Understanding the complex patterns that exist between predators and their prey isn’t always easy, especially in the realm of marine wildlife in which animal subjects spend most of their time concealed beneath the veil of the ocean’s surface. But that hasn’t stopped a curious team of researchers from making strides in learning more about prey discovery in blue whales.
Image Credit: Oregon State University
After analyzing more than a decade’s worth of tagging data and cross-referencing it with oceanic satellite data, the researchers found that blue whales are more likely to rely on their memory of previous successful feeding zones as than they are to dynamically track active prey hotspots during migration. The findings are scheduled to be published next week in the journal Proceedings of the National Academy of Sciences (PNAS).
Predatory patterns of this nature are already known to exist in a bevy of migratory land animals like caribou and wildebeests, but it’s almost unheard of for researchers to be able to associate these characteristics with marine animals, especially one as massive as the blue whale.
"We know that many species that migrate on land, from caribou in the Arctic to wildebeests in the Serengeti, enhance their survival by carefully adjusting the pace and timing of their migrations to find food as it becomes seasonally available along the way, rather than just migrating to get from point A to point B," explained Briana Abrahms, the paper’s lead author.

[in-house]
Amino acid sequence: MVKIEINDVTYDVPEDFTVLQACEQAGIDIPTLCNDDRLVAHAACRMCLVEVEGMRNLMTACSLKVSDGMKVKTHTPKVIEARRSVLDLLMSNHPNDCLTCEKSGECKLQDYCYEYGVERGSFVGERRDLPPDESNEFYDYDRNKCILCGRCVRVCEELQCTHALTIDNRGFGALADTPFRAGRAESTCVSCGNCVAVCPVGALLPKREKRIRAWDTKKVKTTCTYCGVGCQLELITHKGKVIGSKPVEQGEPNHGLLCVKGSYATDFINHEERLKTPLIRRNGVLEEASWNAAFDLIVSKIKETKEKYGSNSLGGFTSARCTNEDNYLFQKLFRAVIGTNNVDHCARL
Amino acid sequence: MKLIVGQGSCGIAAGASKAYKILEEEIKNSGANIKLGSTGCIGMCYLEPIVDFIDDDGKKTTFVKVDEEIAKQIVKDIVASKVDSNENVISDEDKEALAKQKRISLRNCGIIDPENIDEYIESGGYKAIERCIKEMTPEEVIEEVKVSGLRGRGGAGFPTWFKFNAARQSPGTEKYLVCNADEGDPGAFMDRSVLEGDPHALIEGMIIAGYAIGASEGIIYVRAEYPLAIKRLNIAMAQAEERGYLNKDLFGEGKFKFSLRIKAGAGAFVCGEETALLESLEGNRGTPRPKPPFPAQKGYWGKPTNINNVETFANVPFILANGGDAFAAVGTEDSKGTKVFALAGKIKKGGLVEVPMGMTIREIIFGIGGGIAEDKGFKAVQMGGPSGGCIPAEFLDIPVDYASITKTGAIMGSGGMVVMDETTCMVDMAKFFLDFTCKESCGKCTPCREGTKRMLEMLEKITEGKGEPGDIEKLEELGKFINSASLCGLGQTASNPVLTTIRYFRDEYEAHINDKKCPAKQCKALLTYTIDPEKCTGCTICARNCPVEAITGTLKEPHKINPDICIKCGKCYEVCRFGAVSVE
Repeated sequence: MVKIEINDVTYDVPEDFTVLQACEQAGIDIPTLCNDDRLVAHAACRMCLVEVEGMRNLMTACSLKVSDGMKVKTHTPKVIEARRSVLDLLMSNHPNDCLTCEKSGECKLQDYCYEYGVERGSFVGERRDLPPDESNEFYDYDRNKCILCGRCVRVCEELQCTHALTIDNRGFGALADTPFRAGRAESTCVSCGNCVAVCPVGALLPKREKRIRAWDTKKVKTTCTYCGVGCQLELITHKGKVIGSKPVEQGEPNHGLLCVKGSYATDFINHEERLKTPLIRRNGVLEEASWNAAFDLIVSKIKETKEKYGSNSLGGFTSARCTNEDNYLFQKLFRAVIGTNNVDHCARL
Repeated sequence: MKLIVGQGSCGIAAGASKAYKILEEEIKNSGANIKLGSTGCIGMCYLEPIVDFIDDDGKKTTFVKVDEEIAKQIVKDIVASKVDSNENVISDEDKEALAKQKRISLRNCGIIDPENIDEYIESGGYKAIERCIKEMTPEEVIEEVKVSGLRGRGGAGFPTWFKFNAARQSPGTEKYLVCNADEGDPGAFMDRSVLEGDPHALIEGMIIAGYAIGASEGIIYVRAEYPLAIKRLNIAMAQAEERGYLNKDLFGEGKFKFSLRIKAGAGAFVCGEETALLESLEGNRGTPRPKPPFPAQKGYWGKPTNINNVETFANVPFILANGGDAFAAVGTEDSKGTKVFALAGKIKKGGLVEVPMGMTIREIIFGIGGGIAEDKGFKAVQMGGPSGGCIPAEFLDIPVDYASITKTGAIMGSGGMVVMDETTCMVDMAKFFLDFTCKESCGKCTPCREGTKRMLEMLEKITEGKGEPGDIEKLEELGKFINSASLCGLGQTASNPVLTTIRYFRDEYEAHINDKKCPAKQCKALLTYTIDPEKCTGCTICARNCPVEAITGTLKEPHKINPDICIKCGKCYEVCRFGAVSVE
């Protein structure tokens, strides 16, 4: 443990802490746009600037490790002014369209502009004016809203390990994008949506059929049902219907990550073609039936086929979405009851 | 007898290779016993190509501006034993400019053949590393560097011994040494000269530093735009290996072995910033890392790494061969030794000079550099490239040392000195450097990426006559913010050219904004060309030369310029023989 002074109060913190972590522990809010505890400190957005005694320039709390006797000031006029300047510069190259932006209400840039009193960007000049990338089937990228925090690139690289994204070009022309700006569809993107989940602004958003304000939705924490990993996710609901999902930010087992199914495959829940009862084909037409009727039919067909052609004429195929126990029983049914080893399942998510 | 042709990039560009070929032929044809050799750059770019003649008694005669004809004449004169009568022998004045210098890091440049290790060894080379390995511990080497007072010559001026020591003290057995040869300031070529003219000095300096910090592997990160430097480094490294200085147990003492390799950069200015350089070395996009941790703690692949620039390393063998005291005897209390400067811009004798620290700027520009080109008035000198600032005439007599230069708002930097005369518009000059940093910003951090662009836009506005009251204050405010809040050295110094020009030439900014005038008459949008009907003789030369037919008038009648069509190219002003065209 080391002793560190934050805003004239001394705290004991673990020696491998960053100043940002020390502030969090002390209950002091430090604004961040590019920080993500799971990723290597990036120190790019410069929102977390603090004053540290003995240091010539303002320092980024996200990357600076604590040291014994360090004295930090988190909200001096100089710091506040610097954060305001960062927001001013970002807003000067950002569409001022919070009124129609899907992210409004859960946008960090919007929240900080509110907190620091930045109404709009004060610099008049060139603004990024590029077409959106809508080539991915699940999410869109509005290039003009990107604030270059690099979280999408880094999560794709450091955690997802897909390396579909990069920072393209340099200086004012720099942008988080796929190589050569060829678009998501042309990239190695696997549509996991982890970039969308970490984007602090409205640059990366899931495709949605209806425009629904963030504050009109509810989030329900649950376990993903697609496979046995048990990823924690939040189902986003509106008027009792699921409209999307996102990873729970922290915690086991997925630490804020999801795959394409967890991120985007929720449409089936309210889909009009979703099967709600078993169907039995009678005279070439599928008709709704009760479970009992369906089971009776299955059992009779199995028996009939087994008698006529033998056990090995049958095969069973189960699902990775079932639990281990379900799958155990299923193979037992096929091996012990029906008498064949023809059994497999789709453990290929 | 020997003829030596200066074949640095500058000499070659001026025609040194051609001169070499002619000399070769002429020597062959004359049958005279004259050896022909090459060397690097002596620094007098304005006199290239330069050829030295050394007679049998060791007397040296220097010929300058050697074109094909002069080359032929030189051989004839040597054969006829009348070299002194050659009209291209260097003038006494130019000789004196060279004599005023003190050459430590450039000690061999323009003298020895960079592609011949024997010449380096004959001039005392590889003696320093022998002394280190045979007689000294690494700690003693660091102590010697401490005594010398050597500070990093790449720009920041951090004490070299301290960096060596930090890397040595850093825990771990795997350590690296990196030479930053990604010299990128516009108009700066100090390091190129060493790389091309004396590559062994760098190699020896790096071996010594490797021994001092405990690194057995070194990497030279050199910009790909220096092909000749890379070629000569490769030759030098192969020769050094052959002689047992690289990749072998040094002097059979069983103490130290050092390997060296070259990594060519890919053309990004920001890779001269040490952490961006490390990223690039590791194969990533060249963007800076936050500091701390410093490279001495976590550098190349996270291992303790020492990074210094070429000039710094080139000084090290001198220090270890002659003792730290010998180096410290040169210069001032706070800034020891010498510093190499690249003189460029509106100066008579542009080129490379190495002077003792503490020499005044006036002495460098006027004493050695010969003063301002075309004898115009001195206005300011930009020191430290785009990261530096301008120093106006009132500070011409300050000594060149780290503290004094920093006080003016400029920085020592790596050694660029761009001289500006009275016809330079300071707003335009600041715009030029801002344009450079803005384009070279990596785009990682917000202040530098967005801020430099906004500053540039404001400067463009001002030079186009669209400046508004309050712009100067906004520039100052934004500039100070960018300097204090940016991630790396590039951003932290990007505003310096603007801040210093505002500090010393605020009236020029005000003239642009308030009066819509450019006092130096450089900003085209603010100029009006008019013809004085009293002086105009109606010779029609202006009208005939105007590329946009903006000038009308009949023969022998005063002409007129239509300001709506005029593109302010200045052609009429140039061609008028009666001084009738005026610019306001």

"These long-lived, highly intelligent animals are making movement decisions based on their expectations of where and when food will be available during their migrations," she continued.
Related: Have you ever wondered how the blue whale became so large?
Given just how large a blue whale can become, it’d be an understatement to claim that their memory-centric predatory habits work well for them. On the other hand, these habits could have drastic consequences if climate change continues to rear its ugly head and change the natural order of our oceans.
More specifically, warming oceans could alter the dynamics of prey availability in certain regions and consequently impact the blue whale’s aptitude for finding food as they travel their typical migration route. This concerning thought has implications for the blue whale because their remembrance of previously-successful feeding zones would be rendered obsolete if prey relocated to cooler waters.
"There is still a lot we don't know about blue whales, but it is apparent that they have strong fidelity to certain sites along the West Coast of the United States, which they use year after year," added Bruce Mate, a co-author of the paper.
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The study underscores the importance of studying climate change’s impact on the ocean, as it could eventually trickle down to the blue whale and impact the species’ ability to find its prey. Moreover, it could help researchers identify whether the blue whale will be a candidate for conservation measures before it’s too late.
Source: EurekAlert, PNAS